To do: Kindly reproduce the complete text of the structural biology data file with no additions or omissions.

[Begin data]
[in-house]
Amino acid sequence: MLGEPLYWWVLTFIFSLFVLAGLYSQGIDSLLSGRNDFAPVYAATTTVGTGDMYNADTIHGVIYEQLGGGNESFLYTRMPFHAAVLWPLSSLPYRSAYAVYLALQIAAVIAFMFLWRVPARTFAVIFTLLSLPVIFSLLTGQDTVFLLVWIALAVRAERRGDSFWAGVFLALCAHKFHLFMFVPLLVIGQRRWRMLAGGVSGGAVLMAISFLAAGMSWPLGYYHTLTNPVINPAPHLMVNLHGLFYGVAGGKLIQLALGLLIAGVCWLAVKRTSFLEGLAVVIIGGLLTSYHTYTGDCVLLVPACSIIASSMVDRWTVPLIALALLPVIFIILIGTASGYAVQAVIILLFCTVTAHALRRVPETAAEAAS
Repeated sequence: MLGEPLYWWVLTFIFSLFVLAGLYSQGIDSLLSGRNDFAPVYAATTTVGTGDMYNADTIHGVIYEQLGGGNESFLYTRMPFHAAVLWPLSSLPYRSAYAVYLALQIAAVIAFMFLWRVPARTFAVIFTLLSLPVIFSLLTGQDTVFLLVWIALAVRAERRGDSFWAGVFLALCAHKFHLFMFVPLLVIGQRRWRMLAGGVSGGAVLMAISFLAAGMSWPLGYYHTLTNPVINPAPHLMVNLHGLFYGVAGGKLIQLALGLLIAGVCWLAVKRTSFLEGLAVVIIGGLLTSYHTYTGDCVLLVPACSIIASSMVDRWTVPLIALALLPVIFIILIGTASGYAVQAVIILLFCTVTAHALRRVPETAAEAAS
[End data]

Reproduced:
[in-house]
Amino acid sequence: MLGEPLYWWVLTFIFSLFVLAGLYSQGIDSLLSGRNDFAPVYAATTTVGTGDMYNADTIHGVIYEQLGGGNESFLYTRMPFHAAVLWPLSSLPYRSAYAVYLALQIAAVIAFMFLWRVPARTFAVIFTLLSLPVIFSLLTGQDTVFLLVWIALAVRAERRGDSFWAGVFLALCAHKFHLFMFVPLLVIGQRRWRMLAGGVSGGAVLMAISFLAAGMSWPLGYYHTLTNPVINPAPHLMVNLHGLFYGVAGGKLIQLALGLLIAGVCWLAVKRTSFLEGLAVVIIGGLLTSYHTYTGDCVLLVPACSIIASSMVDRWTVPLIALALLPVIFIILIGTASGYAVQAVIILLFCTVTAHALRRVPETAAEAAS
Repeated sequence: MLGEPLYWWVLTFIFSLFVLAGLYSQGIDSLLSGRNDFAPVYAATTTVGTGDMYNADTIHGVIYEQLGGGNESFLYTRMPFHAAVLWPLSSLPYRSAYAVYLALQIAAVIAFMFLWRVPARTFAVIFTLLSLPVIFSLLTGQDTVFLLVWIALAVRAERRGDSFWAGVFLALCAHKFHLFMFVPLLVIGQRRWRMLAGGVSGGAVLMAISFLAAGMSWPLGYYHTLTNPVINPAPHLMVNLHGLFYGVAGGKLIQLALGLLIAGVCWLAVKRTSFLEGLAVVIIGGLLTSYHTYTGDCVLLVPACSIIASSMVDRWTVPLIALALLPVIFIILIGTASGYAVQAVIILLFCTVTAHALRRVPETAAEAAS